Dr Oz: Losing Children To Prescription Overdoses
Dr Oz then sat down with two mothers who lost their sons after Dr Lisa Tseng prescribed them medications. One woman explained that her son began seeing Dr Tseng in the middle of 2008 and by February 2009, he asked for help when he handed his mother a bag of empty pill bottles. He was getting 80 mg Oxycontin, Xanax, and sometimes other ones. He told Dr Tseng that he had fallen off a ladder, but his mom said he had no “legitimate medical need for any of those prescriptions.”
The woman continued to explain that when Dr Tseng began being investigated by the DEA, she even told her patients what doctor to go to next that would give him the pills he wanted and that other doctor is still practicing today. She said as a mom, it’s her instinct to protect her children, and she couldn’t do anything to help him.
Dr Oz: Confronting Dr Lisa Tseng
Dr Oz then talked to another mother named Joyce, he said her son had a prescription drug overdose that came from Dr Tseng’s office but he wasn’t a patient of her’s. Joyce explained that his friends were the patients and they were prescribed whatever they asked for and were in and out of her office in less than five minutes. Joyce said her son’s death was preventable through prevention and awareness. She said they need to stop the stigma and the shame because their sons were good kids that came from good families. They played sports and were straight A students, it truly can happen to anyone.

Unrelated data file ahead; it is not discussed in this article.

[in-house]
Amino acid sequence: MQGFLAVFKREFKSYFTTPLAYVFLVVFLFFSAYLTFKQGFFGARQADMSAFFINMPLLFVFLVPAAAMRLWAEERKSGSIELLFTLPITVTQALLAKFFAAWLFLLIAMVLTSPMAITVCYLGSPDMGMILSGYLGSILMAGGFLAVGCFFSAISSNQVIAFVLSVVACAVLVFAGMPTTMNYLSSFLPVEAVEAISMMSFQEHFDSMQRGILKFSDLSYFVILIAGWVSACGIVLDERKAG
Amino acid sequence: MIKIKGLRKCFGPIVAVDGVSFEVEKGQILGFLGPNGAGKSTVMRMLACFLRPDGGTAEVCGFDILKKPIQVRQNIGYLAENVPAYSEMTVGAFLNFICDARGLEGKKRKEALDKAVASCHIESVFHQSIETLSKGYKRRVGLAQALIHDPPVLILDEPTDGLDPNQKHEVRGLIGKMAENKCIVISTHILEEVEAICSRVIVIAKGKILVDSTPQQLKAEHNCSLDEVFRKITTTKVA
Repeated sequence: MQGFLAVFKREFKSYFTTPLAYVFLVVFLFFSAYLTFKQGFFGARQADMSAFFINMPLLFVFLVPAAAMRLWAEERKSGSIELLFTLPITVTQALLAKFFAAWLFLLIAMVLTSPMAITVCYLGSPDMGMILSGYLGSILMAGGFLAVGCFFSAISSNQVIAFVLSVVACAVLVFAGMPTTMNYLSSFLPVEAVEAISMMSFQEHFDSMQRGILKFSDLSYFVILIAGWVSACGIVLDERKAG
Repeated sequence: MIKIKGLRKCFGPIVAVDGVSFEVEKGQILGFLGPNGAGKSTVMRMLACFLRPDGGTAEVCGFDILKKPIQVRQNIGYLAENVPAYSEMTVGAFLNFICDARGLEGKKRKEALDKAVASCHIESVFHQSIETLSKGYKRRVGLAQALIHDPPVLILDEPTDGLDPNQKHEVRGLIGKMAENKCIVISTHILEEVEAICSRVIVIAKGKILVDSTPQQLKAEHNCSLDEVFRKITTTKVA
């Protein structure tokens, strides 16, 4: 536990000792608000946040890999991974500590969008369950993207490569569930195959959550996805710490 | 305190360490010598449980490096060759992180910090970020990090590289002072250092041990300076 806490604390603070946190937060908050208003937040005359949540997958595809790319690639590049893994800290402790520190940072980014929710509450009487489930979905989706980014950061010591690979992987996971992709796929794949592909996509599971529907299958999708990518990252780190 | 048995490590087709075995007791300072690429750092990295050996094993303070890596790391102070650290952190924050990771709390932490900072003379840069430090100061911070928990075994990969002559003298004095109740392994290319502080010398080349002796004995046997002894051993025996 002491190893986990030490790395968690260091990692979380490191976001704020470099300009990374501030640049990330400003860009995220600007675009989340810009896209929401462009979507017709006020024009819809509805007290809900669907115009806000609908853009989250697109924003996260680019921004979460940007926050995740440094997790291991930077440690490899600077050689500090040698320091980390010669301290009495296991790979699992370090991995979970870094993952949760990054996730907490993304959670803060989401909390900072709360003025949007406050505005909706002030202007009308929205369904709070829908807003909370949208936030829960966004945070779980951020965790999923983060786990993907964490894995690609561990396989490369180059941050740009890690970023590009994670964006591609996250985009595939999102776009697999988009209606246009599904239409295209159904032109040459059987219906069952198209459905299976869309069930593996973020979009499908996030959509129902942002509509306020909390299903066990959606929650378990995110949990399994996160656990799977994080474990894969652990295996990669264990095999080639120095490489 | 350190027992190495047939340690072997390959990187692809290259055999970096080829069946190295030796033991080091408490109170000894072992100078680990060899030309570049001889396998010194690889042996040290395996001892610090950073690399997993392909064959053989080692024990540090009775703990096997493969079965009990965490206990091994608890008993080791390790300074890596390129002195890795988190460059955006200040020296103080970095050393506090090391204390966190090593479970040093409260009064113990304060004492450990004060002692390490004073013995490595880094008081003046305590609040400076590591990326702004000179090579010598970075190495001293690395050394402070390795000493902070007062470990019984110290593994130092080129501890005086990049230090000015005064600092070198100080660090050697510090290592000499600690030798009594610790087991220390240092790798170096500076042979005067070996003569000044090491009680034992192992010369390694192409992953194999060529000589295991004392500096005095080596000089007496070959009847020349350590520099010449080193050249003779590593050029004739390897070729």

Joyce actually confronted Dr Tseng, explaining that after her son passed away, she realized it was an epidemic. In Orange County, Dr Tseng’s name was well-known, she began collecting empty pill bottles from other moms, and went to Dr Tseng’s office. Dr Tseng told her “it’s not my fault, it’s the parent’s fault.” She told her she was the professional and she knew better, but Tseng continued to say “no comment.”
Dr Oz: How To Spot A Pill Mill
Joyce said she would first like the public to know to stay away from the pill mills, but also know that parents can’t keep quiet about the issue. She made a point to say that if everyone kept quiet, there would be no laws passed or regulations put into place. She said it’s something we need to talk about. Dr Seth Jaffe said you have to watch things at the front end and pay attention to the medical center you’re going to. If they only accept cash, don’t give you a physical exam, and are directed to “their” pharmacy, there’s a good chance you’re dealing with a pill mill.
Have you ever come into contact with what you thought was a pill mill? What do you think should happen to avoid more prescription overdoses like those that happened at the hands of Dr Tseng?